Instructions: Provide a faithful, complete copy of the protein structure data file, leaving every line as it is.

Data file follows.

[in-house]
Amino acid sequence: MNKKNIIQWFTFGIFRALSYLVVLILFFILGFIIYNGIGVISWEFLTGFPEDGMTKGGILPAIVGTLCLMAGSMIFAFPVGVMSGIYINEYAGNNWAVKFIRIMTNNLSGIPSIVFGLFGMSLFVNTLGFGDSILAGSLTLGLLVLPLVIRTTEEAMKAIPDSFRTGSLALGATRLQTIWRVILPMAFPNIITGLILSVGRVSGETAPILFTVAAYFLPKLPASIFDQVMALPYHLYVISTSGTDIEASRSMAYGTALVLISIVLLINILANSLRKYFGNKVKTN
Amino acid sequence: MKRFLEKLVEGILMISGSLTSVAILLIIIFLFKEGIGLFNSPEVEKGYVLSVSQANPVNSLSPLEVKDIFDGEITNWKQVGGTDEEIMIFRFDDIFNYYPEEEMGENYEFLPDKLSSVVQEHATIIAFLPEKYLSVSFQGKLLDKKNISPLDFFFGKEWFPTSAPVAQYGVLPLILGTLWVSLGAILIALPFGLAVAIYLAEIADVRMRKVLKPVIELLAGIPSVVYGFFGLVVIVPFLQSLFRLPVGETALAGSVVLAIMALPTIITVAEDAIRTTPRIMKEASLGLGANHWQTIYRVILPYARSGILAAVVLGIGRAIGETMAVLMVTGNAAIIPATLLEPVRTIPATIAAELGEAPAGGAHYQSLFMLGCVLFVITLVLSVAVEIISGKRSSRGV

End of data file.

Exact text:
[in-house]
Amino acid sequence: MNKKNIIQWFTFGIFRALSYLVVLILFFILGFIIYNGIGVISWEFLTGFPEDGMTKGGILPAIVGTLCLMAGSMIFAFPVGVMSGIYINEYAGNNWAVKFIRIMTNNLSGIPSIVFGLFGMSLFVNTLGFGDSILAGSLTLGLLVLPLVIRTTEEAMKAIPDSFRTGSLALGATRLQTIWRVILPMAFPNIITGLILSVGRVSGETAPILFTVAAYFLPKLPASIFDQVMALPYHLYVISTSGTDIEASRSMAYGTALVLISIVLLINILANSLRKYFGNKVKTN
Amino acid sequence: MKRFLEKLVEGILMISGSLTSVAILLIIIFLFKEGIGLFNSPEVEKGYVLSVSQANPVNSLSPLEVKDIFDGEITNWKQVGGTDEEIMIFRFDDIFNYYPEEEMGENYEFLPDKLSSVVQEHATIIAFLPEKYLSVSFQGKLLDKKNISPLDFFFGKEWFPTSAPVAQYGVLPLILGTLWVSLGAILIALPFGLAVAIYLAEIADVRMRKVLKPVIELLAGIPSVVYGFFGLVVIVPFLQSLFRLPVGETALAGSVVLAIMALPTIITVAEDAIRTTPRIMKEASLGLGANHWQTIYRVILPYARSGILAAVVLGIGRAIGETMAVLMVTGNAAIIPATLLEPVRTIPATIAAELGEAPAGGAHYQSLFMLGCVLFVITLVLSVAVEIISGKRSSRGV